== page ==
Summits appear as a series of concentric shapes with the contour rings getting progressively bigger as you move downhill away from the summit.

Remember to look out for those spot heights at the top of the summits. You will also likely find a number of ridge lines (those ‘V’ shapes) extending out from the summit like fingers of a star.


Also known as cols, passes or bealachs (Scotland) these important features mark the meeting point for two valleys and two ridges.

The contours can appear complex here and tend to be heading off in many directions but if you look for the ridges and valleys first an understanding of the broader picture can be built up.

Summits and Saddles

The red circles above show two summits (concentric circle contours) and using the height features on the map we can then identify two ridges and two valleys all congregating at one point. The saddle.

Convex Terrain – getting steeper as you go downhill

On the map convex terrain can be identified by the contours getting progressively closer together as you move downhill.

In real life if you were standing at the top of this feature the slope would drop away in front of you hiding a lot of the terrain lower down.

Concave Terrain – getting less steep as you go downhill

In reverse to the feature above, concave terrain ca be identified by the contours getting progressively further apart as you move downhill.

In real life standing at the top of this feature you would see the whole slope falling away in front of you like standing at the top of a big skate ramp.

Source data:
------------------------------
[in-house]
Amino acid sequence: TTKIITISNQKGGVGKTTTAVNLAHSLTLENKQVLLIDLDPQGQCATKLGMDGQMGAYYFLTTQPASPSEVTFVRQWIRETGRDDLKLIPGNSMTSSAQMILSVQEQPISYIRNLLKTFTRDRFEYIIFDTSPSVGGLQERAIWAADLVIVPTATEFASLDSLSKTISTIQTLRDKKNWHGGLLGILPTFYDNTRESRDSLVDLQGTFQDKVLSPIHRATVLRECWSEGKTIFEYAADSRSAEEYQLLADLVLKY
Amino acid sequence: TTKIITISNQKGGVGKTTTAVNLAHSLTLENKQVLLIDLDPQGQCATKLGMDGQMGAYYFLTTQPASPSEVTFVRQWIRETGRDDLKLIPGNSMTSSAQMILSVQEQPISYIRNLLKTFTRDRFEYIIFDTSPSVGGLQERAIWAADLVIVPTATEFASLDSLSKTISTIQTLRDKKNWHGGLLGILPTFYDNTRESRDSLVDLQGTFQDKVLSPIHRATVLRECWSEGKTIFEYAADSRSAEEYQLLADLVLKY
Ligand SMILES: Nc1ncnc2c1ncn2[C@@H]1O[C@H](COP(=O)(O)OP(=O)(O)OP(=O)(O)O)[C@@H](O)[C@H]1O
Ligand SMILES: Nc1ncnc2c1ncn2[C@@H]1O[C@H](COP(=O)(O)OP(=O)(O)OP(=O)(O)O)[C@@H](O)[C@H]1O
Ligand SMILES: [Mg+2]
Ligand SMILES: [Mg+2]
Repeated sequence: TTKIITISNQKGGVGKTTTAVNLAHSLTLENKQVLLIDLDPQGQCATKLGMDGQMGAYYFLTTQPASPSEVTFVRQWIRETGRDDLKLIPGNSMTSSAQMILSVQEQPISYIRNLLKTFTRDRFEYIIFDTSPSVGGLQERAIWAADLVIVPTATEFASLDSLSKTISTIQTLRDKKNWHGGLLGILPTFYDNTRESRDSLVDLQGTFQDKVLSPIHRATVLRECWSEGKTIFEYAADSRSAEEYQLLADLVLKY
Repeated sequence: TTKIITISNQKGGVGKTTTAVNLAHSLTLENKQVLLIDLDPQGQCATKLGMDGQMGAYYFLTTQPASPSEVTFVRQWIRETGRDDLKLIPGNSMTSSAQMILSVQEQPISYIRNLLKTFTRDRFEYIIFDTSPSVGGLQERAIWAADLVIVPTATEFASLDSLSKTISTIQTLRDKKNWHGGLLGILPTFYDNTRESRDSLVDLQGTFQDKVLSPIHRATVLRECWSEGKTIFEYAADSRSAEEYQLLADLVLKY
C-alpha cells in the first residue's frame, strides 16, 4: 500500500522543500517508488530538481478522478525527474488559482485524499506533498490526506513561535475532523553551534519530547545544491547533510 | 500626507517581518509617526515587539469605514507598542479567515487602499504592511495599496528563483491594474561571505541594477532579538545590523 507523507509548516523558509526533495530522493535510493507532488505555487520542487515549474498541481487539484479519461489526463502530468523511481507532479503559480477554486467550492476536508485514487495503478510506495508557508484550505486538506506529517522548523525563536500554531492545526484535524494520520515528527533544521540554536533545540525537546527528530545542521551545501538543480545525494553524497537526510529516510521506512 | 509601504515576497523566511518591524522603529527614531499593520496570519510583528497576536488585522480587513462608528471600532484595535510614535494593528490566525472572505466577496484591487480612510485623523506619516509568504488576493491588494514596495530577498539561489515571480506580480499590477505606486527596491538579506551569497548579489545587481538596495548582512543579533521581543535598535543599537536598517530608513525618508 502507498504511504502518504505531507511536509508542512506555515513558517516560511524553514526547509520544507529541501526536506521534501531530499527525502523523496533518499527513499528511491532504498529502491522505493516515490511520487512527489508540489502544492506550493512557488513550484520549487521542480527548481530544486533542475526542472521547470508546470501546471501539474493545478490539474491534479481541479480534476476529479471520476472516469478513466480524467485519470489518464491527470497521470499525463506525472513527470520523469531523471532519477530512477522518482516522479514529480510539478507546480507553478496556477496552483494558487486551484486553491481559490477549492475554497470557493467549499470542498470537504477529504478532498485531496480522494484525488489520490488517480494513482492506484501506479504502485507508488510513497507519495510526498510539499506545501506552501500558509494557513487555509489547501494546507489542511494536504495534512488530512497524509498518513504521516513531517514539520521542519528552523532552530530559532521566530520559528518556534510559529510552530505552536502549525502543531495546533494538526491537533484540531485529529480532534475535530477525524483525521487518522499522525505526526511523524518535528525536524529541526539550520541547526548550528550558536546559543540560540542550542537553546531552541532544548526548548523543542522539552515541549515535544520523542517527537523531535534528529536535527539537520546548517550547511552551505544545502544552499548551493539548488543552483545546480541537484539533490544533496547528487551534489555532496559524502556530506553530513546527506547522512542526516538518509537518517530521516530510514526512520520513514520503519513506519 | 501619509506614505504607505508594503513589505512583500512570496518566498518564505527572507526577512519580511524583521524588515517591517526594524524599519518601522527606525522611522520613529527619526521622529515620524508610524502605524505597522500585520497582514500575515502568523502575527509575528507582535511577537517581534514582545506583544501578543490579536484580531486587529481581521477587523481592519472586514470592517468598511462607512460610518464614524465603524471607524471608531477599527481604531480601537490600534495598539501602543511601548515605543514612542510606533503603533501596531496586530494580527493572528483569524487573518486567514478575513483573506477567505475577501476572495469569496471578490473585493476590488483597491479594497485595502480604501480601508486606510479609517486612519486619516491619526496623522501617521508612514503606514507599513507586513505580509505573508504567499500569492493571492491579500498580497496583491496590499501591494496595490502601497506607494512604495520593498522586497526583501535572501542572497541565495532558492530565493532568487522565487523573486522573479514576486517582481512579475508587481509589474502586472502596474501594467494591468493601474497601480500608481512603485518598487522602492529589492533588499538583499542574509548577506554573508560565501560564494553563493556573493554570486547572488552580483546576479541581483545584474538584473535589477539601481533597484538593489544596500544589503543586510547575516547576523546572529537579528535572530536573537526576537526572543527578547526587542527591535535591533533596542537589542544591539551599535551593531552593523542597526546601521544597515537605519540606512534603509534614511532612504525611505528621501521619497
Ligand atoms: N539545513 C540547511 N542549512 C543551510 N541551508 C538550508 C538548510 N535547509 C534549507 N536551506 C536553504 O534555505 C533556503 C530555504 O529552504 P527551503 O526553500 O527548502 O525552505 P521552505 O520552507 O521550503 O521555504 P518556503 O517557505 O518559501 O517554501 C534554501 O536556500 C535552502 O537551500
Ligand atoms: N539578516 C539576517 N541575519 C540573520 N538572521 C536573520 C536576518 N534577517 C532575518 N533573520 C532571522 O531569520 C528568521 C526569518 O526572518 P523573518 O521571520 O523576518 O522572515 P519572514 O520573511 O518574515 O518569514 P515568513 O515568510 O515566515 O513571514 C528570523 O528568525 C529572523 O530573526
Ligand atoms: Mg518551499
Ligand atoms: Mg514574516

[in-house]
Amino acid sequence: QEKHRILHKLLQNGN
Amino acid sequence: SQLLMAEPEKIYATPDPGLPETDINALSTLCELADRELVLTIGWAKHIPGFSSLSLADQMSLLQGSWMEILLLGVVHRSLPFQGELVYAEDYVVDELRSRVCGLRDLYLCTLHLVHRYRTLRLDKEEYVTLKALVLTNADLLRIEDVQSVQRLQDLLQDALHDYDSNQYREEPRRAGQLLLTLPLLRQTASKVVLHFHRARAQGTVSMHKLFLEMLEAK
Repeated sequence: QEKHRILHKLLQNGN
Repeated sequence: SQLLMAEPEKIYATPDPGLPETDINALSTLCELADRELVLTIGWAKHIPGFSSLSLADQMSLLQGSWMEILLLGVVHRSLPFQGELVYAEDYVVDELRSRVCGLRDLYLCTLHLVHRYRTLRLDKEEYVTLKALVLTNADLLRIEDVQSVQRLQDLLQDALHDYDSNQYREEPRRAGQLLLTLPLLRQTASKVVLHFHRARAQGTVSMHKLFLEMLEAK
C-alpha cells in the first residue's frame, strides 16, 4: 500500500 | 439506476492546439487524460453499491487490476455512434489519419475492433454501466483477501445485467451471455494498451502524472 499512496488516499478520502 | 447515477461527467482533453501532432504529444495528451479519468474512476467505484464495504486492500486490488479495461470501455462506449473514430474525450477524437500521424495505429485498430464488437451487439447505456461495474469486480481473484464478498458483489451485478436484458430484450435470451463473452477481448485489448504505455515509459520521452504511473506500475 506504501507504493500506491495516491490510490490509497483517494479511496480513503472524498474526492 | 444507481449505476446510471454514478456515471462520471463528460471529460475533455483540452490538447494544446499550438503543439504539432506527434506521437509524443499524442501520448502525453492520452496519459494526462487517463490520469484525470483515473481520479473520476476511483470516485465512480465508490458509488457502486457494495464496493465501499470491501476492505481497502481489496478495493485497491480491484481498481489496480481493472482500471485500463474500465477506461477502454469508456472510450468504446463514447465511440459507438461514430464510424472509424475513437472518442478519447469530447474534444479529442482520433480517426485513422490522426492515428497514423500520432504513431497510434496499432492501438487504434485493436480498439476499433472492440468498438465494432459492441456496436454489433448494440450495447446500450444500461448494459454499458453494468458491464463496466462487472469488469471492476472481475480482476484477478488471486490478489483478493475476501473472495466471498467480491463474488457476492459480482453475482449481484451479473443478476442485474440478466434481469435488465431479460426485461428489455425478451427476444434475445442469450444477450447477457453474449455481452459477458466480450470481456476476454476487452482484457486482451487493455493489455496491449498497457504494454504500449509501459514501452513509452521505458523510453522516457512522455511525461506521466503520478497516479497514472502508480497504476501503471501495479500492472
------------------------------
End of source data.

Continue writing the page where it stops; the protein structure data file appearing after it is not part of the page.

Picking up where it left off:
Concave and Convex Slopes

As you travel from A to B in the example to the left the contours get closer together so the slope gets steeper. This is a convex slope. As you travel from A to B in the example to the right the contours get further apart so the slope is getting gentler. A Concave slope.


  • Take time to understand the ‘Key’ and start by identifying built and natural features on the map.
  • Work out the height between contours from the key and start to pick out spot heights and contour heights on the map.
  • Once you start to become comfortable working out which way is up and down using the contour heights you can now start to pick out some of the obvious features mentioned above.
    • Ridges – ‘V’ points downhill
    • Valleys – ‘V’ points uphill
    • Summits – spot heights and concentric circles getting bigger downhill
    • Saddles – where two ridges and two valleys meet
    • Convex slopes get steeper (contours closer together) downhill
    • Concave slopes get gentler (contours further apart) downhill